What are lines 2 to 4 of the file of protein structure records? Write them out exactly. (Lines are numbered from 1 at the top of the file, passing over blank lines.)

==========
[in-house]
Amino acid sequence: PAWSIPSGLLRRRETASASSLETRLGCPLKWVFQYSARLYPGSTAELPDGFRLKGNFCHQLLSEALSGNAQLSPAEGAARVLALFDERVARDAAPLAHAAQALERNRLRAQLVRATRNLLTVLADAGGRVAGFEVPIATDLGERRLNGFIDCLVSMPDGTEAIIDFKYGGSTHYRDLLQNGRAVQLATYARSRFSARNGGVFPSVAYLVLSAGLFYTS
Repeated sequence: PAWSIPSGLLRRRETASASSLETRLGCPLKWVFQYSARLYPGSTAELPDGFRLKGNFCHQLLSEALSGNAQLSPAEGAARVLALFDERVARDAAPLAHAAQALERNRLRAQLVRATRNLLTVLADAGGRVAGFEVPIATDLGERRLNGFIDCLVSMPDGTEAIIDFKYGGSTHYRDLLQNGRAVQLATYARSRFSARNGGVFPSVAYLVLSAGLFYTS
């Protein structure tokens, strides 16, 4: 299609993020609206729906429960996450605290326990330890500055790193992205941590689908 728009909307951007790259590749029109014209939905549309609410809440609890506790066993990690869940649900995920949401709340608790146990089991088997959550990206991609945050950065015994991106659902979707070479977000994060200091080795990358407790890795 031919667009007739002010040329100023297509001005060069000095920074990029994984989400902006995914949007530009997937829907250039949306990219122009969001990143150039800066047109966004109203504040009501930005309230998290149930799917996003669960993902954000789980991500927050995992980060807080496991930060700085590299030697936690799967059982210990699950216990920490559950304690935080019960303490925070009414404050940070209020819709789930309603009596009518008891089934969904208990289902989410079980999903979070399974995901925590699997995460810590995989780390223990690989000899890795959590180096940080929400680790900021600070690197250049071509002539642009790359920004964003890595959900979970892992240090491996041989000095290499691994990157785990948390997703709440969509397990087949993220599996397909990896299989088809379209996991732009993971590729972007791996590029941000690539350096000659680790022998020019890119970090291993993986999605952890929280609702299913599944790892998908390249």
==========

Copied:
Amino acid sequence: PAWSIPSGLLRRRETASASSLETRLGCPLKWVFQYSARLYPGSTAELPDGFRLKGNFCHQLLSEALSGNAQLSPAEGAARVLALFDERVARDAAPLAHAAQALERNRLRAQLVRATRNLLTVLADAGGRVAGFEVPIATDLGERRLNGFIDCLVSMPDGTEAIIDFKYGGSTHYRDLLQNGRAVQLATYARSRFSARNGGVFPSVAYLVLSAGLFYTS
Repeated sequence: PAWSIPSGLLRRRETASASSLETRLGCPLKWVFQYSARLYPGSTAELPDGFRLKGNFCHQLLSEALSGNAQLSPAEGAARVLALFDERVARDAAPLAHAAQALERNRLRAQLVRATRNLLTVLADAGGRVAGFEVPIATDLGERRLNGFIDCLVSMPDGTEAIIDFKYGGSTHYRDLLQNGRAVQLATYARSRFSARNGGVFPSVAYLVLSAGLFYTS
């Protein structure tokens, strides 16, 4: 299609993020609206729906429960996450605290326990330890500055790193992205941590689908 728009909307951007790259590749029109014209939905549309609410809440609890506790066993990690869940649900995920949401709340608790146990089991088997959550990206991609945050950065015994991106659902979707070479977000994060200091080795990358407790890795 031919667009007739002010040329100023297509001005060069000095920074990029994984989400902006995914949007530009997937829907250039949306990219122009969001990143150039800066047109966004109203504040009501930005309230998290149930799917996003669960993902954000789980991500927050995992980060807080496991930060700085590299030697936690799967059982210990699950216990920490559950304690935080019960303490925070009414404050940070209020819709789930309603009596009518008891089934969904208990289902989410079980999903979070399974995901925590699997995460810590995989780390223990690989000899890795959590180096940080929400680790900021600070690197250049071509002539642009790359920004964003890595959900979970892992240090491996041989000095290499691994990157785990948390997703709440969509397990087949993220599996397909990896299989088809379209996991732009993971590729972007791996590029941000690539350096000659680790022998020019890119970090291993993986999605952890929280609702299913599944790892998908390249």